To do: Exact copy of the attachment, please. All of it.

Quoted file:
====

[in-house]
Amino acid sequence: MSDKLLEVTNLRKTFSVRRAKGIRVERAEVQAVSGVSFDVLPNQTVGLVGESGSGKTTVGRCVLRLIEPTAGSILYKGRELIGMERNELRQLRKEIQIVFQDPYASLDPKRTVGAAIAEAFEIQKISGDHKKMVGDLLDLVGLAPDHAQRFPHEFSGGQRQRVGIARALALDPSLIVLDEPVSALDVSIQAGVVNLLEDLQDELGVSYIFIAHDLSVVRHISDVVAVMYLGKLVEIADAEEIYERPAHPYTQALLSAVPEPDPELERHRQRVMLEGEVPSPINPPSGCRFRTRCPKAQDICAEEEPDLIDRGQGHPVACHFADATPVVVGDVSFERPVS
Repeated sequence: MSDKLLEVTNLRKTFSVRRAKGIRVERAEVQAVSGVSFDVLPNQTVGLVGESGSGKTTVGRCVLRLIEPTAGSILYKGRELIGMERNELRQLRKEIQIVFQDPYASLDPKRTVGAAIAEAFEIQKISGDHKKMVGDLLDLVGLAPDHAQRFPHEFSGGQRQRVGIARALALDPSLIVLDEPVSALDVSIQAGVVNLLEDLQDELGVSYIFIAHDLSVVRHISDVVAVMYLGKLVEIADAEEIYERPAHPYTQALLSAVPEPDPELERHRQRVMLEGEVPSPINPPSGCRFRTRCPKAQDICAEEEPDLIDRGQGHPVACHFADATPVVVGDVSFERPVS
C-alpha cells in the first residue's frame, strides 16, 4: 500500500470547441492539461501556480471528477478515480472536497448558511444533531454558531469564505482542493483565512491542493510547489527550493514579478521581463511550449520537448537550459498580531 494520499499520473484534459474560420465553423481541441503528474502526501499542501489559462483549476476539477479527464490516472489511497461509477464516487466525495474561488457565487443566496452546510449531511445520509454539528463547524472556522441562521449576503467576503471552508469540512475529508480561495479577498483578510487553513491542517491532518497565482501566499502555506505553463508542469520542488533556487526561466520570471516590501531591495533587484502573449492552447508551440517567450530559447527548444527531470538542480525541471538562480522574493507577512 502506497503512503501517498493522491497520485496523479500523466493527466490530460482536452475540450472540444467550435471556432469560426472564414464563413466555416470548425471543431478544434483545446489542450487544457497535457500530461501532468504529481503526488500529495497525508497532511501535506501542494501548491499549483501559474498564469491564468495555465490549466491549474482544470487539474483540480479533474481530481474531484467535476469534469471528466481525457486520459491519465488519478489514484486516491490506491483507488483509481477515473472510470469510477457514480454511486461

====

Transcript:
[in-house]
Amino acid sequence: MSDKLLEVTNLRKTFSVRRAKGIRVERAEVQAVSGVSFDVLPNQTVGLVGESGSGKTTVGRCVLRLIEPTAGSILYKGRELIGMERNELRQLRKEIQIVFQDPYASLDPKRTVGAAIAEAFEIQKISGDHKKMVGDLLDLVGLAPDHAQRFPHEFSGGQRQRVGIARALALDPSLIVLDEPVSALDVSIQAGVVNLLEDLQDELGVSYIFIAHDLSVVRHISDVVAVMYLGKLVEIADAEEIYERPAHPYTQALLSAVPEPDPELERHRQRVMLEGEVPSPINPPSGCRFRTRCPKAQDICAEEEPDLIDRGQGHPVACHFADATPVVVGDVSFERPVS
Repeated sequence: MSDKLLEVTNLRKTFSVRRAKGIRVERAEVQAVSGVSFDVLPNQTVGLVGESGSGKTTVGRCVLRLIEPTAGSILYKGRELIGMERNELRQLRKEIQIVFQDPYASLDPKRTVGAAIAEAFEIQKISGDHKKMVGDLLDLVGLAPDHAQRFPHEFSGGQRQRVGIARALALDPSLIVLDEPVSALDVSIQAGVVNLLEDLQDELGVSYIFIAHDLSVVRHISDVVAVMYLGKLVEIADAEEIYERPAHPYTQALLSAVPEPDPELERHRQRVMLEGEVPSPINPPSGCRFRTRCPKAQDICAEEEPDLIDRGQGHPVACHFADATPVVVGDVSFERPVS
C-alpha cells in the first residue's frame, strides 16, 4: 500500500470547441492539461501556480471528477478515480472536497448558511444533531454558531469564505482542493483565512491542493510547489527550493514579478521581463511550449520537448537550459498580531 494520499499520473484534459474560420465553423481541441503528474502526501499542501489559462483549476476539477479527464490516472489511497461509477464516487466525495474561488457565487443566496452546510449531511445520509454539528463547524472556522441562521449576503467576503471552508469540512475529508480561495479577498483578510487553513491542517491532518497565482501566499502555506505553463508542469520542488533556487526561466520570471516590501531591495533587484502573449492552447508551440517567450530559447527548444527531470538542480525541471538562480522574493507577512 502506497503512503501517498493522491497520485496523479500523466493527466490530460482536452475540450472540444467550435471556432469560426472564414464563413466555416470548425471543431478544434483545446489542450487544457497535457500530461501532468504529481503526488500529495497525508497532511501535506501542494501548491499549483501559474498564469491564468495555465490549466491549474482544470487539474483540480479533474481530481474531484467535476469534469471528466481525457486520459491519465488519478489514484486516491490506491483507488483509481477515473472510470469510477457514480454511486461